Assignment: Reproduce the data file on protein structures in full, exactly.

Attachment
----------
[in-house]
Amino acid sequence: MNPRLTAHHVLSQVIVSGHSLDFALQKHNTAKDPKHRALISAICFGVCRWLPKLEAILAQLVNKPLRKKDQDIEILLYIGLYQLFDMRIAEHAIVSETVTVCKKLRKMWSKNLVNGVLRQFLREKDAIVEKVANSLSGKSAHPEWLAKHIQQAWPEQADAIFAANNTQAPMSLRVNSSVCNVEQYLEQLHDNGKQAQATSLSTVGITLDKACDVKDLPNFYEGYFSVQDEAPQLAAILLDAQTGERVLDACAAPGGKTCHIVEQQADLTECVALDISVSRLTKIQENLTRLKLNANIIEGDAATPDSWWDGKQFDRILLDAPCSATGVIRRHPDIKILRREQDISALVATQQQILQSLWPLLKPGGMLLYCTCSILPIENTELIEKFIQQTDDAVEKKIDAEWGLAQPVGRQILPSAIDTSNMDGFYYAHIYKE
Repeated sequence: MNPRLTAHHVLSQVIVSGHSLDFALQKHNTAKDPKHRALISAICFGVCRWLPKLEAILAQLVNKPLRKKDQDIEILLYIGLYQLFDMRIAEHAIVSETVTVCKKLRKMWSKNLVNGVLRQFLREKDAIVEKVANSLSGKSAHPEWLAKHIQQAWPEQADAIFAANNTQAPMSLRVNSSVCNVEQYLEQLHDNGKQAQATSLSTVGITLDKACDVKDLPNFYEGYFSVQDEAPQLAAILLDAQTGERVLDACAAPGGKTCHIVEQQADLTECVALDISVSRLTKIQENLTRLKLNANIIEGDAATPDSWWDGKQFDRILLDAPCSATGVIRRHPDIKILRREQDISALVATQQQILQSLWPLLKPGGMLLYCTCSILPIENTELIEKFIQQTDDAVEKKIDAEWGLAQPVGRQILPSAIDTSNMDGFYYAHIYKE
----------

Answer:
[in-house]
Amino acid sequence: MNPRLTAHHVLSQVIVSGHSLDFALQKHNTAKDPKHRALISAICFGVCRWLPKLEAILAQLVNKPLRKKDQDIEILLYIGLYQLFDMRIAEHAIVSETVTVCKKLRKMWSKNLVNGVLRQFLREKDAIVEKVANSLSGKSAHPEWLAKHIQQAWPEQADAIFAANNTQAPMSLRVNSSVCNVEQYLEQLHDNGKQAQATSLSTVGITLDKACDVKDLPNFYEGYFSVQDEAPQLAAILLDAQTGERVLDACAAPGGKTCHIVEQQADLTECVALDISVSRLTKIQENLTRLKLNANIIEGDAATPDSWWDGKQFDRILLDAPCSATGVIRRHPDIKILRREQDISALVATQQQILQSLWPLLKPGGMLLYCTCSILPIENTELIEKFIQQTDDAVEKKIDAEWGLAQPVGRQILPSAIDTSNMDGFYYAHIYKE
Repeated sequence: MNPRLTAHHVLSQVIVSGHSLDFALQKHNTAKDPKHRALISAICFGVCRWLPKLEAILAQLVNKPLRKKDQDIEILLYIGLYQLFDMRIAEHAIVSETVTVCKKLRKMWSKNLVNGVLRQFLREKDAIVEKVANSLSGKSAHPEWLAKHIQQAWPEQADAIFAANNTQAPMSLRVNSSVCNVEQYLEQLHDNGKQAQATSLSTVGITLDKACDVKDLPNFYEGYFSVQDEAPQLAAILLDAQTGERVLDACAAPGGKTCHIVEQQADLTECVALDISVSRLTKIQENLTRLKLNANIIEGDAATPDSWWDGKQFDRILLDAPCSATGVIRRHPDIKILRREQDISALVATQQQILQSLWPLLKPGGMLLYCTCSILPIENTELIEKFIQQTDDAVEKKIDAEWGLAQPVGRQILPSAIDTSNMDGFYYAHIYKE